Not 1 million purchased by members of the public. Six months from now, the same units in that million could still be sitting on a shelf in some store.

    Running out of stock from Apple's end is easily done. Ship any surplus units to some low performing out of the way Apple store, delay the worldwide launch, or announce it too early, and not have a a hope of meeting it. And get more PR. Easy. Zero sales lost due to underestimating demand. Plenty of stock to go around shipped from Apple stores to the various outlets.. Job done.

    Microsoft quotes shipped figures as sold to retail licenses too, when it includes every copy in every shop, every bulk buy from OEMs. Every free upgrades from Vista, every shipped by default copy that gets erased and replaced with the company image. And naturally.. All the copies that get sent to volume license customers that are still using XP, and will for a year or two more.

    It's an old trick that keeps getting swallowed by the fanboys, and regurgitated over and over.

  • Re:Apple (Score:3, Insightful)

    by Miamicanes (730264) on Monday May 10, 2010 @08:49PM (#32164234)

    > To access an android phone you have to link it to a Google account... you download apps from the google app store...
    > This is this different than linking to an iTunes account and downloading from the apple apps store how?

    Android owners *can* download apps from Android Market... or we can download them from anywhere else, and install whatever we feel like installing without having to play "Mother, may I?" and get anybody's official blessing, first.

    iPhone owners officially have no choice. They *MUST* download apps from Apple's AppStore, and *only* from Apple's AppStore.

    Android owners bitch because we haven't quite achieved the ideal of end users being able to build our phone's OS from scratch independently of the handset makers, carriers, and Google. We throw public fits, blame HTC for violating the GPL, and eventually get a cookie thrown to us that brings us a step closer to our goal once we combine that cookie with the next rom image ripped from a related newer phone.

    Put another way, if Steve Jobs says the iPhone 4 (or an older iPhone) will not do something, it WILL NOT do it. Ever.

    If HTC or Sprint says the Hero won't do something, it's only a real limit until someone rips the rom from the next HTC phone, metaphorically bakes it into a new ROM, and everyone gets to have it anyway.

  • by mjwx (966435) on Monday May 10, 2010 @09:01PM (#32164316)

    I suspect that Android will end up with a similar rep to Windows - too many hardware platforms and compatibility issues.

    And no-one develops software for Windows because it's too hard and 90% of the world runs Apple because it's simple.

    Awaken from your dreamy state, the fragmentation in Windows isn't an issue and neither is it in Android. As with Windows you can expect a lot of third party development tools that will deal with the testing issues. In fact, you don't even need a phone in order to test a simple application, you can do that with the Virtual Machines provided in the Android SDK, which is free and runs on Windows, Linux and Mac.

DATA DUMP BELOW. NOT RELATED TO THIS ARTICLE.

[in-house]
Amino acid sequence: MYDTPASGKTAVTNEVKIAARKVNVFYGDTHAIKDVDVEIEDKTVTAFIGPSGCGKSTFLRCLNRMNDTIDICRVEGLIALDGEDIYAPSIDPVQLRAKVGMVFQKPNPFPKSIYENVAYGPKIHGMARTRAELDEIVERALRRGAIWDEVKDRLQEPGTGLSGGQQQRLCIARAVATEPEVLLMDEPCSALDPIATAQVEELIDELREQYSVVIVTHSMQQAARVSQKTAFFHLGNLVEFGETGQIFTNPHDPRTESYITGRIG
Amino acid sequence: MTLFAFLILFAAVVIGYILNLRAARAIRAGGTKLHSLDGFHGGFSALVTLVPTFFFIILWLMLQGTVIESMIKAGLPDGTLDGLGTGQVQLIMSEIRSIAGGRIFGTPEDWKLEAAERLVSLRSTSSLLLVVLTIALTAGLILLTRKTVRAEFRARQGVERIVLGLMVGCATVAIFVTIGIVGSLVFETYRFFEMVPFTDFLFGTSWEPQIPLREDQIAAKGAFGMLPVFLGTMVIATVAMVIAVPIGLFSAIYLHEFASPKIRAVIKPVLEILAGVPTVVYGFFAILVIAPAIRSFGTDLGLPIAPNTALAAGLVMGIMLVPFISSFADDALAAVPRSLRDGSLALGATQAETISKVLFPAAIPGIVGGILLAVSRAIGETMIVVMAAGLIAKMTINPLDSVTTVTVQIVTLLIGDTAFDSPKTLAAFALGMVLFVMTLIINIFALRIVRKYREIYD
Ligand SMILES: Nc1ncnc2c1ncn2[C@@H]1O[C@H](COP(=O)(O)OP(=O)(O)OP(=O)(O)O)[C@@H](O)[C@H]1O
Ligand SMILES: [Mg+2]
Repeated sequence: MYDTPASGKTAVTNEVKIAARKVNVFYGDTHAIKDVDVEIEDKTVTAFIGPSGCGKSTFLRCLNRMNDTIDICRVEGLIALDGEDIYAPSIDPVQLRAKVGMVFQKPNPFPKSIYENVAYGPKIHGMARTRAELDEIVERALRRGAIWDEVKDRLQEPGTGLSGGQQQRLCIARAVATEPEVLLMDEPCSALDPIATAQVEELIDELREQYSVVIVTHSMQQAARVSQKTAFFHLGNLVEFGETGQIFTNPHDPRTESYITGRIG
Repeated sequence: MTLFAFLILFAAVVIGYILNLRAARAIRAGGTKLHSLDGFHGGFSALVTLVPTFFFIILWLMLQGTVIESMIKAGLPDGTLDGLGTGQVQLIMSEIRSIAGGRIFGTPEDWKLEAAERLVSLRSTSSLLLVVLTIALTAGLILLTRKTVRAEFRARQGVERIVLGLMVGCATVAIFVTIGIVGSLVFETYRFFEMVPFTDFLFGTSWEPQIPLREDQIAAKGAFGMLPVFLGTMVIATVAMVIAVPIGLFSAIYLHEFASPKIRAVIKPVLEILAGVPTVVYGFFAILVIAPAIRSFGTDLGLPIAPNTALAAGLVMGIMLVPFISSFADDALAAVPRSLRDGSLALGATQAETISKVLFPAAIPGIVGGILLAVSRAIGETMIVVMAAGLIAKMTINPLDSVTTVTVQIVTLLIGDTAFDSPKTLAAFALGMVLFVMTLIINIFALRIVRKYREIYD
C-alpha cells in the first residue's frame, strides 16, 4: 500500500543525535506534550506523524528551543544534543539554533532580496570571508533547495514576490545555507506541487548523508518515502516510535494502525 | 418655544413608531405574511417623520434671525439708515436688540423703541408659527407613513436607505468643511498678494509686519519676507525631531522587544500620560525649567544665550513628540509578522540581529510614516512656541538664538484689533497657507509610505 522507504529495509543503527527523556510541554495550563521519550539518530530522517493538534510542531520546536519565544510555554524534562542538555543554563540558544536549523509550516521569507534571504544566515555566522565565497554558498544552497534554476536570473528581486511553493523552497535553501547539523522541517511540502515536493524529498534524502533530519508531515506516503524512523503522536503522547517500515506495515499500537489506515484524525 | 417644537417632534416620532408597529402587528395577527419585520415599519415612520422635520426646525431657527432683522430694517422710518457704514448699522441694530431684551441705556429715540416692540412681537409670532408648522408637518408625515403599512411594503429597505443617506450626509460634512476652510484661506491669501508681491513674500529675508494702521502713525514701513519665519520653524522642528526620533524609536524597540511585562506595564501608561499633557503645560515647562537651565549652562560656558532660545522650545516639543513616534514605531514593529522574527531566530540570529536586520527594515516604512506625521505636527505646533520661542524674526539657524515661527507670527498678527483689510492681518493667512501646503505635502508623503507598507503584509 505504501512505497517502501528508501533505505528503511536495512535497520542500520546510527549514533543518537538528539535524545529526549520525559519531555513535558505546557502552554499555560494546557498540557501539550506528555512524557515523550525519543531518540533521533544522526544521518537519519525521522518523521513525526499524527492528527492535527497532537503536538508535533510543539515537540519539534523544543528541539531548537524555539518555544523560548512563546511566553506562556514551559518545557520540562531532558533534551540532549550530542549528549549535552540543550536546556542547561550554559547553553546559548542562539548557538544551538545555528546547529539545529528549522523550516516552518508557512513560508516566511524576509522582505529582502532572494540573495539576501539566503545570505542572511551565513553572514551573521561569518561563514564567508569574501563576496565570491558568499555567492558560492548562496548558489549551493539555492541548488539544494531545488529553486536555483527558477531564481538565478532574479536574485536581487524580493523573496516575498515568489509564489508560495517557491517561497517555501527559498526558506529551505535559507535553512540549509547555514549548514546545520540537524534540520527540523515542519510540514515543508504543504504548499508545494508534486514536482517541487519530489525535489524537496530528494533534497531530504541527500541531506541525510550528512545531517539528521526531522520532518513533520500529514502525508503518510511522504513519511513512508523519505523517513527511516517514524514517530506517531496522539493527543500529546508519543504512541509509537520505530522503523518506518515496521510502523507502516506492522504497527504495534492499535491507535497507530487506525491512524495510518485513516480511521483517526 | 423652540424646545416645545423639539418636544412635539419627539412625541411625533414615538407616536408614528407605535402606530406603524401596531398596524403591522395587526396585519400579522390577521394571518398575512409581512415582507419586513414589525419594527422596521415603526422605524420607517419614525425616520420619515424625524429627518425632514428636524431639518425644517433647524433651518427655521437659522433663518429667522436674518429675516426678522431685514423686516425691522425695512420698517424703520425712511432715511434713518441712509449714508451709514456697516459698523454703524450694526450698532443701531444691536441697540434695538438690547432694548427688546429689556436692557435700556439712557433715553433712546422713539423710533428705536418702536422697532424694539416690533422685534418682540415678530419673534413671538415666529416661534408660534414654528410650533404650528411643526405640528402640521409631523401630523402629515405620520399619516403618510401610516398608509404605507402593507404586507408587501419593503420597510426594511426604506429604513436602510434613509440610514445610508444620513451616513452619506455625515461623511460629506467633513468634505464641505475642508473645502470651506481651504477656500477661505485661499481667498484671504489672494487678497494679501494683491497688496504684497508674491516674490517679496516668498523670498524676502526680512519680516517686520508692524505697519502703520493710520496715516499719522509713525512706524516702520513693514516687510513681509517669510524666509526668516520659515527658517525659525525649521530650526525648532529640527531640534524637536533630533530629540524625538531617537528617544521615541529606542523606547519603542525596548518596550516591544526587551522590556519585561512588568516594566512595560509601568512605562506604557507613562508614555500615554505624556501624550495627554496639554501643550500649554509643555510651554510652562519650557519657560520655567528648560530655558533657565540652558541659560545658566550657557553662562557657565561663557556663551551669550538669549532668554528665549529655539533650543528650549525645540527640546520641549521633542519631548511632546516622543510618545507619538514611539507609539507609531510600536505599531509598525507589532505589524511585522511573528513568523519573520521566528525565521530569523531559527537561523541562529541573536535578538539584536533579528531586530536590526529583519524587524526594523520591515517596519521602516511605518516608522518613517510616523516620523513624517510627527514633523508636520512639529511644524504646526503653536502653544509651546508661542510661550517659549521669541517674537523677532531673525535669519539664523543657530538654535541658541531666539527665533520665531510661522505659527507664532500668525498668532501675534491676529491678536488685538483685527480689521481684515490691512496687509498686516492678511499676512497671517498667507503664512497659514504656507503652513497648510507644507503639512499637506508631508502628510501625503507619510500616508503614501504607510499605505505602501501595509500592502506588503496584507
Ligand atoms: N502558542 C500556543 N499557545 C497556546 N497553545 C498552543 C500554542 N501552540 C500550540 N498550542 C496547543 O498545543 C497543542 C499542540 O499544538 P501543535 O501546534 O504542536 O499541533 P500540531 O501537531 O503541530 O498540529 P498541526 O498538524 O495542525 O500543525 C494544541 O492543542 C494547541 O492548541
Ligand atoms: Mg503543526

A quick Google has turned up that Motorola has already released a toolkit [motorola.com] to help Android developers with Motorola handsets.

  • Re:Apple (Score:4, Insightful)

    by Draek (916851) on Monday May 10, 2010 @09:49PM (#32164608)

    In a world where over 90% of people are illiterate, yeah, that'd be a valid hypothesis.

    Face it, pretending a significant percentage of iPhone buyers did so out of appreciation for its design is as senseless as pretending that a significant percentage of Android buyers did so out of a desire to download its source-code and hack it. The overwhelming majority of the world's population can't program worth shit, and similarly the overwhelming majority of the world's population does not have a degree in industrial design.

    Admit it, both platforms are succeeding because of marketing. You know, the field whose entire purpose is to sway people to purchase a specific product? yeah. Not enlightenment or whatever.

  • by Mr2001 (90979) on Monday May 10, 2010 @10:14PM (#32164786) Homepage Journal

    The big question is when "multitasking" is no longer the major difference between platforms

    Well, that won't happen any time soon.

    You do realize that the upcoming iPhone OS update doesn't add multitasking, right? What it adds is a limited set of background services that apps can ask the OS to perform. It will take some wind out of Android proponents' sails, because those background services are tailored to a handful of popular applications for multitasking -- playing internet radio, finishing downloads, etc. -- but while Android developers will be able to keep developing new uses for background code, iPhone developers will be stuck with the limited set of background operations that Apple has pre-approved.

    what will be the next Android marketing slogan?

    The ongoing circus that is the App Store approval process should provide plenty of slogans to come. How about "Android: the phone that doesn't block Pulitzer-winning cartoonists"? (OK, it needs a little polishing...)